Thanks to streamlined rules, Estonia teems with business

  • 2004-05-20
  • By Wayne Jackson
TALLINN - Starting a new business in Estonia can be simple and quick, taking as little as one day, though it can also be very time-consuming, depending on what type of company you are starting.

In terms of law, there are five types of legal entities, the simplest being a sole proprietorship (known as FIE in Estonian) and the most complex being a public limited company (AS).
"It is possible to start an FIE in one day," says Anne Jurgenson, executive officer of enterprise division for the economic development department at the Economy Ministry. An individual may become an FIE and be entered in the commercial register. The tax fee is 500 kroons (32 euros).
"In Estonia there are approximately 70,000 sole proprietors," said Jurgenson. "If turnover is more than 250,000 kroons per year, then they go to a new tax port, and to start some other form of company can be time consuming."
Valeri Petraitis, who founded OU Flaminger in 1989, is a pioneer in Estonia's small business world. His company designs Web sites and also sells, repairs and builds custom computers.
"I currently have three shops and hope to open a fourth before the end of 2004," says Petraitis.
"At first it was very hard to start a business, but now it is less complicated," he adds.
Due to the ease with which proprietorships are created, new ideas are continually coming to market. Toom Pungas, a patent attorney, came up with one such idea.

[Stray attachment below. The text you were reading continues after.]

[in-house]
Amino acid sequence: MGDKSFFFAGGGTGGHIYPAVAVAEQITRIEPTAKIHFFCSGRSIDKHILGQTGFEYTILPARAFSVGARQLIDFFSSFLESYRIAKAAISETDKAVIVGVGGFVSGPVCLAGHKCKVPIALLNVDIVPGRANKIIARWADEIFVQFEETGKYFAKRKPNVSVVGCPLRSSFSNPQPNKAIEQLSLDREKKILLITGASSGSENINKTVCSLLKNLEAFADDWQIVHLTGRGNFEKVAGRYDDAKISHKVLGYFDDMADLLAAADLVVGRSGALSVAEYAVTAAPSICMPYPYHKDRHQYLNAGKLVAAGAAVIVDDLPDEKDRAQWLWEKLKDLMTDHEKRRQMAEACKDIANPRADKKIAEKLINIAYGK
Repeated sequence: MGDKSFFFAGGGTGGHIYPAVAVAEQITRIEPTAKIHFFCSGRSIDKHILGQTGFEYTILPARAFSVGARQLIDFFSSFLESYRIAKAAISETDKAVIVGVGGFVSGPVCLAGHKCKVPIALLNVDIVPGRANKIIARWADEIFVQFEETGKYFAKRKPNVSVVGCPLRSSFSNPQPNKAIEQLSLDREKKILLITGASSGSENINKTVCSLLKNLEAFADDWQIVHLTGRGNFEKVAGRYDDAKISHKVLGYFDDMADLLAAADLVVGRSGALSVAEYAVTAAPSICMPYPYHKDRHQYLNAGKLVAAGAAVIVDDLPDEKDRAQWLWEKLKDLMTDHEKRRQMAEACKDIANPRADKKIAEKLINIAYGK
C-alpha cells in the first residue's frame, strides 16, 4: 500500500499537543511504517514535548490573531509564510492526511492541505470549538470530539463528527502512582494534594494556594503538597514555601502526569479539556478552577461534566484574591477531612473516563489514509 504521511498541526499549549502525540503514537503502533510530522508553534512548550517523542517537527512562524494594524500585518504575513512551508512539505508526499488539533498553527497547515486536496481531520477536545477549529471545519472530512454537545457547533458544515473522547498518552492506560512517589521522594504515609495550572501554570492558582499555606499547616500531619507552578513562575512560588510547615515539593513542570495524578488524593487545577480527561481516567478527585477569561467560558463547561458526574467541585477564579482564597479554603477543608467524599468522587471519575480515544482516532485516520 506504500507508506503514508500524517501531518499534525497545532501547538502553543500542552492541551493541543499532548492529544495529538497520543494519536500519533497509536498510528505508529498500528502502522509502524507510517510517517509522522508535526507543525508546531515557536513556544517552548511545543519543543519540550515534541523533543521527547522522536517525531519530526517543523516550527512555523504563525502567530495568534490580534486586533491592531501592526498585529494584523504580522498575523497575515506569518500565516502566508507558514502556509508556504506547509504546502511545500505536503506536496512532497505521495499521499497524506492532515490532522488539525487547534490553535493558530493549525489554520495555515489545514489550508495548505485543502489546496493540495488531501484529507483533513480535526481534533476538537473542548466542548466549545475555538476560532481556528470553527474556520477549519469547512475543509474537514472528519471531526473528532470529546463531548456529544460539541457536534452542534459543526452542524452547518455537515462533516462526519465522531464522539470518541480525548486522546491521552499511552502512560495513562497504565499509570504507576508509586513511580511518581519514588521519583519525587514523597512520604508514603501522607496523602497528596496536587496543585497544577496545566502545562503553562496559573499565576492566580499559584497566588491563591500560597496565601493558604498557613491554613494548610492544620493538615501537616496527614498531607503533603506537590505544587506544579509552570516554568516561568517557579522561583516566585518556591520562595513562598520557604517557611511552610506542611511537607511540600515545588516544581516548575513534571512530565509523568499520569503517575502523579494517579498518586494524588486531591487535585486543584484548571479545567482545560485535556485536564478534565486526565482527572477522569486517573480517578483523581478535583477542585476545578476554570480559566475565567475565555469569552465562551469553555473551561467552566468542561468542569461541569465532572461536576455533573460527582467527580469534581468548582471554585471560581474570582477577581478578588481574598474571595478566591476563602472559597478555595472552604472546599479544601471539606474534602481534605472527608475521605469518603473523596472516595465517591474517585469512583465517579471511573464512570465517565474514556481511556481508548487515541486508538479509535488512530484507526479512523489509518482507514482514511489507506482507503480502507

"The product name and company name is Viru Ramm, and I have the patent on it," says Pungas. "It's a process by which toxic waste from oil-shale production and oil-shale burning is processed to make a soil conditioner for rapid plant growth."
As he explains, a three-year pilot program, named Hasco, funded by the EU, was started in [the northeastern town of] Kivioli in 1991. "It will be finished this year and has already produced 70,000 tons of semi-coke," says Pungas. "This is used to condition the soil on 200 hectares, and the plant growth is incredible."
His partner Petr Mihodui stresses the project's benefits. "This process does not pollute the air, restores plant growth and creates jobs. So far Estonia has not seen the importance of this [project], and all the output is being exported," says Mihodui. "But we have received help from the EU and are currently seeking investors."
Right now in Estonia there are county development centers that provide free consultation services for both potential startups and active enterprises, as well as for local governments, NPOs and foundations. What's more, they will also provide financial help in those cases where the business concept is deemed sustainable.
The maximum amount of startup aid is 160,000 kroons, though the government offers a number of other support instruments and some of them are considerably larger than 160,000 kroons.
"Computer skills and a willingness to work hard are the key to success in today's business world," says Aleksei Klochkov, a subcontractor for Inflot AS in Maardu, a container shipping company. Since 2000 he has been responsible for marketing and research and compiling information pertaining to all aspects of the container shipping business.
"Most of the problems we are encountering are due to a lack of proper documents under EU rules because they haven't been prepared yet," says Klochkov.